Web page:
As I always overthink the airport connection, I am here way early. I’m gonna learn how to arrive on-time, at some point. Now I’m just sitting here, drinking a complementary coffee. Bangkok Airways, for the win!

The flight from Koh Samui to Bangkok was trouble free and comfy. As expected, transitioning inside Bangkok airport was easier than last time. I’m learning to navigate this place. I haven’t decided if that’s good or bad. They say that if you travel the world for any good amount of time, you will end up at Bangkok airport. Check that box.

Turned the leftover Bahd back into dollars. Yup, took the hit in both directions. Its wasn’t much, so it’ll be okay. I kept some miscellaneous Bahd, as I did Cambodian Reil, for the collection. About enough to get a couple beers somewhere. You just never know when you’re going to need airport currency.

So, I’m at gate number 2, waiting on plane number 2.

Well, changing in Sri Lanka was chaos. My plane landed when my other plane started boarding. Fortunately, it was only one gate. Got there and they had thrown a breaker or something. No power to the x-ray machines, so no one could go through into the waiting area. Got it up and running after a minute, and there was a gigantic line trying to blister their way through. Apparently, the desk scanners went down too, because nobody went anywhere for a little it.

In the end, plane ain’t leaving without the pilots, and they were behind me. I will make the plane. Good. Good. Don’t want to be spending any more time than necessary here.

Well … I made it on the plane. What a crazy show that was. They made everybody wait while they pushed some old lady down in s wheel chair. That was nice. After, they just opened one door and everybody ran at it with their seat stub in their hand. Men, women, whatever, whoever made it through the door first won. Crazy!! Get me out of this country.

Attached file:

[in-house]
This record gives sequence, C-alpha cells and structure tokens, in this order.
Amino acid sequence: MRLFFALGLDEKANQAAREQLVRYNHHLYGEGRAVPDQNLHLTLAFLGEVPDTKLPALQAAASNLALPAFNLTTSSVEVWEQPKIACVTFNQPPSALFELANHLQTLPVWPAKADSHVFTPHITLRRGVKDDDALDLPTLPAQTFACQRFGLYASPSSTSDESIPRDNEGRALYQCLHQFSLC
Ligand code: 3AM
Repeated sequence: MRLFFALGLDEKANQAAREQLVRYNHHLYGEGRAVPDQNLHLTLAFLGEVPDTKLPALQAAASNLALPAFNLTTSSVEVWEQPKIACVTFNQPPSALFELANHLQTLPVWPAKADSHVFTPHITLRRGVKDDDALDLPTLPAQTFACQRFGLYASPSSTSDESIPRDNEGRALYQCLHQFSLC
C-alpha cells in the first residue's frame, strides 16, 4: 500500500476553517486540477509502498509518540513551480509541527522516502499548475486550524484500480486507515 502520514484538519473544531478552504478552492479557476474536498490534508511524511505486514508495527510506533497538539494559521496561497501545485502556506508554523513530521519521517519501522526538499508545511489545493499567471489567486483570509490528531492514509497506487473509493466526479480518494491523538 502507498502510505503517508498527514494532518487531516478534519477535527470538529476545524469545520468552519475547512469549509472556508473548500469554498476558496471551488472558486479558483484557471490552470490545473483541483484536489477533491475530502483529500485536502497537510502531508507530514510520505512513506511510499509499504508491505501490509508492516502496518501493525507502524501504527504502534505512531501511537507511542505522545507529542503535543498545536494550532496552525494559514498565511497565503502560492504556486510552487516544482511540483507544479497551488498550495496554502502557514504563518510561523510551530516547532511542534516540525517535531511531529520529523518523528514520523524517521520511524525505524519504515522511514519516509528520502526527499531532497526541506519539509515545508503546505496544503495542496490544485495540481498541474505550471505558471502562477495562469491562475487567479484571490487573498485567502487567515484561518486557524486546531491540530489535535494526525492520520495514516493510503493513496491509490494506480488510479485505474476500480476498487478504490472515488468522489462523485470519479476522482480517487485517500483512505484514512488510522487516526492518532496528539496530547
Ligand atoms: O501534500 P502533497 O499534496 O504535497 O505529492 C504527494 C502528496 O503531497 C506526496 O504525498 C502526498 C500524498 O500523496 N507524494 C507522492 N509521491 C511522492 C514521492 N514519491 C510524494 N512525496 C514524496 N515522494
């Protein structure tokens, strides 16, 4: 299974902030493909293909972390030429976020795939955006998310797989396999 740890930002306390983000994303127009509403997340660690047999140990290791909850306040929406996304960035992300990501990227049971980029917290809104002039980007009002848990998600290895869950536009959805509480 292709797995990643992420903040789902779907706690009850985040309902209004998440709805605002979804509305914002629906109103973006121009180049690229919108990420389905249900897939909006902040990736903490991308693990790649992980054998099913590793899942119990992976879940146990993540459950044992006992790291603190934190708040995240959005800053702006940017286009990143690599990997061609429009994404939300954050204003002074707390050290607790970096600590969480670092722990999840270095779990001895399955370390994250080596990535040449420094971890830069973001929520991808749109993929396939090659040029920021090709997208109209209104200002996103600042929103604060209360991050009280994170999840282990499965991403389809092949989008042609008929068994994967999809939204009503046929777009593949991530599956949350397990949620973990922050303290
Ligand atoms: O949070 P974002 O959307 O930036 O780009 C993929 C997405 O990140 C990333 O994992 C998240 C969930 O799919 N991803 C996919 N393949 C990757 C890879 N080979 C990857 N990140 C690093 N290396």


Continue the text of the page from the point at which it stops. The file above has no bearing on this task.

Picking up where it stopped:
Planes fly, and so did mine. It went something like Entourage (Movie), Pacific Rim, and half of Thor Ragnarok. Kuwait airport was packed but moving fast, and I walked out the door to waiting taxis. After two weeks or so in Asia, the traffic in Kuwait City is positively provincial!

Good night!

Island Hoping, Again.

Realized that the ferry off of here and my plane flight out of here were not going to mesh, so a decision was made to get back on the same island as the airport. Booking.com to the rescue with hotel options. Found something decent for the last night in Thailand. Also set up a transfer to the hotel with the ferry ticket. Very cool.

The not so good news is that the ferry doesn’t leave until 1630. So, I’m killing a day before the ferry. I thought about rescheduling the diving for today, but if the ride back in was slow, like it was the other day, I’d have a problem with the ferry connection. I’m actively trying to avoid that.

Got up late. Walked out to the beach and chilled for a little while. Went back yo the room, showered, packed, charged the phone. Went up and checked out. The Thai guy running the place doesn’t really speak English, but I’m pretty sure I got the point across.

Rucked up, the walk from the hotel to the Pier area is a quick twenty minutes. Not sure how adding a couple t shirts and a scarf made the pack so much heavier, but it seems that way.

The Pier is active this morning. Seemingly, more people coming than going. I’m sure it’s probably fairly equal. The Hub, a corner beer, pool, food, hangout joint is stop number one. I like a large portion of the current crowd, plan to hangout. Breakfast and beers for a while, anyway.

General note: in a land built for backpacker, big roller suitcases are basically everywhere. I can’t see how it’s practical, but it seems to work.

A load a casual day drinking, followed by a hangout at the ferry terminal, a kidney jarring ride across to Samui, and I am finally on the same island as the airport.

Got the ferry transfer to my hotel. It was a twenty mi its twisting turning affair that oddly reminded me to Ireland. Well, if you had your eyes closed. This place looks nothing like Ireland!

The hotel is …. damned nice! I mean I have a room with my own pool, nice. The bed is super comfy too! Why didn’t I start here? The Samui Resotel Beach Resort is, in a word, FABULOUS.

Watched the end of Ghost Protocol and wandered over to the restaurant. I need food. And, a beer wouldn’t hurt.

Now, go. Find your own beach.